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Oral health status and Unmet Restorative Treatment Needs (UTN) in disadvantaged migrant and not migrant children in Italy
Pubblication date: 03/2019
Authors: G.F. Ferrazzano*, T. Cantile*, G. Sangianantoni*, A. Ingenito*, S. Rengo**, B. Alcidi*, G. Spagnuolo**-***
Institution: *School of Paediatric Dentistry, Department
of Neurosciences, Reproductive Sciences and
Oral Sciences, University of Naples "Federico II",
**Department of Neurosciences, Reproductive
and Odontostomatological Sciences, University
"Federico II" of Naples, Naples, Italy
***I. M. Sechenov First Moscow State Medical
Publication: European Journal of Paediatric Dentistry
Title: Oral health status and Unmet Restorative Treatment Needs (UTN) in disadvantaged migrant and not migrant children in Italy
Abstract: Aim Despite a global decline in caries experience in children,
dental caries remains a common and persistent public health
problem, being more prevalent among socioeconomically
disadvantaged groups. The aim of this survey is to evaluate
DMFT index, caries prevalence and Unmet Restorative
Treatment Needs (UNT) index in migrant and not migrant
children with low income, in Campania region (Italy), in order
to plan and build up strategies for promoting dental health in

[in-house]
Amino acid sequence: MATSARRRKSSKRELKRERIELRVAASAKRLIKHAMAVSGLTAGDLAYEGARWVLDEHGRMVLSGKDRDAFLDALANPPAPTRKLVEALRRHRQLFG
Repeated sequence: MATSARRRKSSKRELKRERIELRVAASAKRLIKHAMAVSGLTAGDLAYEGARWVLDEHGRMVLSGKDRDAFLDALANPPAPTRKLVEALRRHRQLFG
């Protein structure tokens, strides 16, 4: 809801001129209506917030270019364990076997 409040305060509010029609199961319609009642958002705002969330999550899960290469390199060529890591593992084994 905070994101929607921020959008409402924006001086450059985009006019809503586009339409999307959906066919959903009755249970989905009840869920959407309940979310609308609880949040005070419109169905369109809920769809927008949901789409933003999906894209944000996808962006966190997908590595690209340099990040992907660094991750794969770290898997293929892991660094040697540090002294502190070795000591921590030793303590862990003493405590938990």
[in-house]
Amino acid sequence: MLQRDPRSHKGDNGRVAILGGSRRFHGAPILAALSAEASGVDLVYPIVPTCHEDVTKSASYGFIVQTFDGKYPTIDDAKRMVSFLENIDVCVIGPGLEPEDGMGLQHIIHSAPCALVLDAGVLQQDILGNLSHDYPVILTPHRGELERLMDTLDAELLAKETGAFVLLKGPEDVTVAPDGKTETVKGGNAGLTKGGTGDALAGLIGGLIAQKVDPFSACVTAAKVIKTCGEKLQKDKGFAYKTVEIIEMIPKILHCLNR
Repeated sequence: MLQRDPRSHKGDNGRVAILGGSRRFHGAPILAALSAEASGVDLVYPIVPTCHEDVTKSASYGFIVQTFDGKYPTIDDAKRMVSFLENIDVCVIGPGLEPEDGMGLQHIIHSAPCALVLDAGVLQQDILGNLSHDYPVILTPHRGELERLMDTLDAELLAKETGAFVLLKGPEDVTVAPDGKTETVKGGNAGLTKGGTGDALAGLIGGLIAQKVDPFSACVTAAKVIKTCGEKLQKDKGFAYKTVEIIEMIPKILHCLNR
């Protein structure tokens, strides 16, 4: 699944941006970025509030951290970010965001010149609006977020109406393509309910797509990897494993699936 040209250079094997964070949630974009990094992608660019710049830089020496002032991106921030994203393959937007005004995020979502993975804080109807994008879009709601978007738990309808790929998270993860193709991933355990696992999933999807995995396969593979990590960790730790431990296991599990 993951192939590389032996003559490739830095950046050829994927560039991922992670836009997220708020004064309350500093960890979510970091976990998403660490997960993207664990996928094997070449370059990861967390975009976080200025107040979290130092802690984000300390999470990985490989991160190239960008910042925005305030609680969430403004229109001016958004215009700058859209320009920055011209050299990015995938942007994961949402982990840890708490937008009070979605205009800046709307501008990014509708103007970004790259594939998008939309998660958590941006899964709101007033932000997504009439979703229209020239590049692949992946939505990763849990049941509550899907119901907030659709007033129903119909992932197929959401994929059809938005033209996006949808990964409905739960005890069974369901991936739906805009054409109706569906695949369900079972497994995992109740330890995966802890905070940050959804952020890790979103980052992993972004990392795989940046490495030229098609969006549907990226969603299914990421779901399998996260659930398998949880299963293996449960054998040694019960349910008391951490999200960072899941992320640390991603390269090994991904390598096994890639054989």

children and adequate health care for vulnerable groups.
Methods A sample of 553 children (age range: 12–14
years old) were recruited from volunteer patients at a
charitable foundation in Naples (Italy) and were categorised
into 2 subgroups, according to their status of “migrant” or
“not migrant”. Parents completed a questionnaire in order
to investigate demographic and oral health behaviour. The
participants were healthy and from low family income levels.
DMFT scores and caries prevalence were calculated; UNT index
was also calculated [D⁄(D + F)]%. The mean DMFT values
related to the examined variables were calculated using oneway
Results Mean DMFT and UTN index were 3.92±2.92
and 86.3% for migrants, and 3.29±3.21 and 68.4% for not
migrants, respectively. The difference in the mean DMFT
between the two groups was statistically significant (p=.027).
Caries prevalence was 77.5% and 55.9% in the migrant group
and in the not migrant group, respectively. High DMFT values
were statistically associated to history of previous dental visit,
sugar intake, brushing teeth once a day, and low mothers’
educational level for both groups.
Conclusions Economically disadvantaged children showed
high levels of dental caries. Furthermore, DMFT values, caries
prevalence and unmet restorative treatment needs index
among migrant children were higher than that of not migrant.
In order to reduce inequalities in dental caries experience,
there is a need to design policies aimed at primary prevention through health promotion programmes.